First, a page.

Fethiye, a city in the Aegean region, lies at the foot of the Mendos Dagi, a foothill of the south-western Taurus Mountains and thus in south-west Turkey. The port city with its old town is a very versatile holiday destination. Because amateur archeology can also be practiced here by young and old.
Changeful history and many finds
The reason for this is the numerous excavation sites around the city. This is thanks to the long history that the city can look back on. The city was first mentioned under the name of Kuwalapassi in a Hittite text from the 13th century BC. B.C., but not again until the 5th century B.C. under her Lycian name Telebehi. In the year 334 BC The city was finally captured by the troops of Alexander the Great and then came under the rule of the Ptolemies and later became part of the Kingdom of Pergamum. In the 8th century the city was finally under Byzantine rule and from 1284 the Ottomans ruled here. Many excavated pieces are now in museums. But also on site, where the excavations once took place, you can see crowds of tourists – young and old. Since 1987, many excavated pieces can be admired in a museum. There you can easily give the hobby archaeologists information behind glass panes and, above all, an insight into the history of this region in Turkey. In one of the museums, vacationers can even admire an old loom and a trilingual stele. Visitors are also shown sarcophagi such as those of the Psidia type and the Izraza tomb.
Rock tombs and Johanniterburg
If visitors to Fethiye want to explore archeology themselves, it is above the city center where the Rock Tombs are located. These can be visited and are considered the main attraction of the region. The rock tombs date from Lycian times and are carved into the rock walls. There are simple chamber tombs and also entrances that have temple facades. The tomb of Amyntas from the 4th century BC. BC is one of the rock tombs that should definitely be examined a little closer, especially if you are a visitor to the city and interested in archeology and the history of the city or region. Also on rocks above the city is the Acropolis Plateau. Here are the ruins of the Johanniterburg, which was built in the 15th century by knights of the Rhodian Order of St. John.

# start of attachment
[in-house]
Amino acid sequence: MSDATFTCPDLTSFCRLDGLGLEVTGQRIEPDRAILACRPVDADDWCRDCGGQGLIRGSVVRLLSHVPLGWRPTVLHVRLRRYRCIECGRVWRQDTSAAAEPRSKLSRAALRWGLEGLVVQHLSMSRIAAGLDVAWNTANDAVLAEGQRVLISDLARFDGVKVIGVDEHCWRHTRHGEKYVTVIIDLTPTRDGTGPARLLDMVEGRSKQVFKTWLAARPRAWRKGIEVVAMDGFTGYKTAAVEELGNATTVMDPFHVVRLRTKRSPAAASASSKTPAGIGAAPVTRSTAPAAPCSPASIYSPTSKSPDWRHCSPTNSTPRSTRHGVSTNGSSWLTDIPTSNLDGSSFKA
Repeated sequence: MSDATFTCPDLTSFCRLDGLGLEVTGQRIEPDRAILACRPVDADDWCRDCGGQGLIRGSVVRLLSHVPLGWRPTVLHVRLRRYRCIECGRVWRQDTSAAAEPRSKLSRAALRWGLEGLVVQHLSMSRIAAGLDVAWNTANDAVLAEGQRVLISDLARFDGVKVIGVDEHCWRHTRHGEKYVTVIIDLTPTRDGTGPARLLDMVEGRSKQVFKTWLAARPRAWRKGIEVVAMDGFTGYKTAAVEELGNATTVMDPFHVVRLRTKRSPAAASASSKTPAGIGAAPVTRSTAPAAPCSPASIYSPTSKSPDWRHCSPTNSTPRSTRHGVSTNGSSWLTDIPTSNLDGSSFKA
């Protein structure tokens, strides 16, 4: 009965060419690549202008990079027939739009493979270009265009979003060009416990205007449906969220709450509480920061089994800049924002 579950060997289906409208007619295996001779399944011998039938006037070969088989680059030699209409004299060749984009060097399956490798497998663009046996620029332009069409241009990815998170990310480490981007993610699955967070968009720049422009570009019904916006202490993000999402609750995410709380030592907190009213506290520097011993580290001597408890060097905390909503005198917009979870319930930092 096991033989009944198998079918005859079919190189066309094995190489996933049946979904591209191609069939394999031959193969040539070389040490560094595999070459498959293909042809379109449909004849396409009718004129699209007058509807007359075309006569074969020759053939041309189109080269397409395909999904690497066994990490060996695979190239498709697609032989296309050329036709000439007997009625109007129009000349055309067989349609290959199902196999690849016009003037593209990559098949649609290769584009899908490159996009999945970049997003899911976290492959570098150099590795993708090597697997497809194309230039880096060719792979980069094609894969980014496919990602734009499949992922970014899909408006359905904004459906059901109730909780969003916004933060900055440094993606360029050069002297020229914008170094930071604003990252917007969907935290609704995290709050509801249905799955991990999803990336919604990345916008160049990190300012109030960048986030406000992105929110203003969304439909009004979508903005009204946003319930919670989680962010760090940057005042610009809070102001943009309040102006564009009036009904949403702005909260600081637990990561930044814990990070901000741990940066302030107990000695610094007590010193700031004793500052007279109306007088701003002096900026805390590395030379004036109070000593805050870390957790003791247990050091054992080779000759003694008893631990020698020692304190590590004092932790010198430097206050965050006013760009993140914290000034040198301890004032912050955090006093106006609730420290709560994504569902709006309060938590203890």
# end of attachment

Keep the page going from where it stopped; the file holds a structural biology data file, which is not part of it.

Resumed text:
Other sights of the city
Unfortunately, large parts of the old town of Fethiye were destroyed in an earthquake in 1957 that shook large parts of this region in Turkey. Reconstruction was pushed ahead, but was of a more expedient nature. The port and the bazaar district are now more touristy. There are numerous shops, bars and restaurants here. In the old town area, however, the traditional Eski Hamam, which dates back to the 16th century, and the old mosque Eski Cami were spared from the earthquake and its destructive force. Also an earthquake in the region, that of 1856, buried the ruins of the Hellenistic theater. This was largely uncovered again by archaeologists in the 1990s. Again, this is a place for those who are into amateur archaeology.